A Look Through Patio Doors
Sliding or hinged, big panes or multilite, these glass doors should be built to withstand the elements as well as years of abuse.
Synopsis: This detailed article looks at the features distinguishing different types of patio doors. The author covers a variety of materials, including vinyl and aluminum cladding, extruded vinyl, fiberglass composite, and solid-wood veneer. The article also covers other features, from sill designs and locks to adjustable hinges and glass options, that should be weighed before buying a door.
It’s always a trade-off, isn’t it? You want light in the house, so you cut a hole in the wall: Now the floor gets wet when it rains, so you cover the hole with glass. A little cross ventilation might be nice, so you figure out a way to open and close the glass. Now the glass leaks again. Just wait until you try to make the window into a big door.
Forty years ago, when oil was cheap and we didn’t know better, patio doors were novelties, just big sliding windows that often leaked or came apart after a few years. There are better products available these days, and patio doors are a hot item (Andersen Windows alone made nearly 150,000 sliders last year). But with every window shop getting into the act, it’s hard to tell the diamonds from the zircons. To find out what’s going on, I talked with carpenters, architects, manufacturers and designers about these big walk-out windows.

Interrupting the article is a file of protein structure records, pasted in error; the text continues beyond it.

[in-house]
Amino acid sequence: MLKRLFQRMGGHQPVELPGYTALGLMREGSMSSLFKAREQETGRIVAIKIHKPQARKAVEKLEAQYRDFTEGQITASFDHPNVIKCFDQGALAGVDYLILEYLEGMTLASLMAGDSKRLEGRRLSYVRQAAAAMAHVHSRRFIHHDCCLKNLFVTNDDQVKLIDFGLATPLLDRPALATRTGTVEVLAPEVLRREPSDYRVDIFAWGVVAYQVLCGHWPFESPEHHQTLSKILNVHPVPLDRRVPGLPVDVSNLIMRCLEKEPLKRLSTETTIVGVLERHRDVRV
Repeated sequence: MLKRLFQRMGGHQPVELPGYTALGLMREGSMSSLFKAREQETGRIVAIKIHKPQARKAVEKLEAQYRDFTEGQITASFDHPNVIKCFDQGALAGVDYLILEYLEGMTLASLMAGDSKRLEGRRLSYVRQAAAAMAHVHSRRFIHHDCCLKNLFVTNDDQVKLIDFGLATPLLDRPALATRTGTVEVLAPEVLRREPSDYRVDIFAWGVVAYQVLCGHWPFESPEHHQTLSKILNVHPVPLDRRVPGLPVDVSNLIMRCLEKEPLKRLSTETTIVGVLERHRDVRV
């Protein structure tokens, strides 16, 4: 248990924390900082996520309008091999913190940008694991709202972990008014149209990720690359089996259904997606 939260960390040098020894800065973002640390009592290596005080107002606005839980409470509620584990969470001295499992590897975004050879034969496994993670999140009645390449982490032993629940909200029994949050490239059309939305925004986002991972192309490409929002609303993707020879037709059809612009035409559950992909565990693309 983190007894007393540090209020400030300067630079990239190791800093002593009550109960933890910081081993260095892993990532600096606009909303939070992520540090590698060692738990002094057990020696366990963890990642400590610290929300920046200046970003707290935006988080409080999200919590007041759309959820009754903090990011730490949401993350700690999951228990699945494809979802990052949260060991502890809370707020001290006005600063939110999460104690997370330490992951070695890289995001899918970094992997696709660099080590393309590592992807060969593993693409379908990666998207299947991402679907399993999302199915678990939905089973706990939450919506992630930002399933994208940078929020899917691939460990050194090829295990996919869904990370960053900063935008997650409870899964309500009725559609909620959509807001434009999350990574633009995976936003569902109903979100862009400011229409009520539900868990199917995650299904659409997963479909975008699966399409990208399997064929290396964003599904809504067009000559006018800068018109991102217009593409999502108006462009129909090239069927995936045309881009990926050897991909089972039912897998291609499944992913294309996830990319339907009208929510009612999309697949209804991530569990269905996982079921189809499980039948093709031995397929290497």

More than 100 companies make patio doors, and they all offer a wide variety of materials, styles and options. The number of permutations is exponential, but here are the basics.
The door buyer’s menu is divided into two basic choices: either hinged doors or sliding doors. Hinged doors include French doors (a matched pair of hinged, operating panels that traditionally have divided lites) and patio doors (one hinged door that has been paired with a fixed panel). Hinged doors offer a traditional design; French doors open a larger area and are available as in-swing or out-swing designs. Hinged doors are also more expensive, more difficult to install and often require adjustment.
Sliding doors usually consist of one fixed panel and one operating panel that rolls on a track. Sliders don’t take up any room when they open, are less expensive and are easy to screen. Unfortunately, they don’t seal as well as hinged doors.
Hardware keeps the doors straight and tight
If you’re thinking about security, worrying about the lock on a door that’s mostly glass might be a little silly, but locks also help to keep the door tight against air infiltration. For sealing purposes, hinged patio and French doors need to be secured to the jamb in more than one spot. Multipoint locks engage in at least three places, and they not only fortify the door but also minimize warping stiles by pinning the door to the jamb. Some multipoint locks consist of shoot bolts that go up into the head jamb and down into the sill; other varieties operate horizontally above and below the lockset; and some locks offer a combination of both. Marvin and Kolbe & Kolbe offer a feature that prevents the lock from engaging until the door is shut; it’s all too common to engage the door handle and to try to shut the door with the lock pins protruding, which then puts big dings in the door trim.
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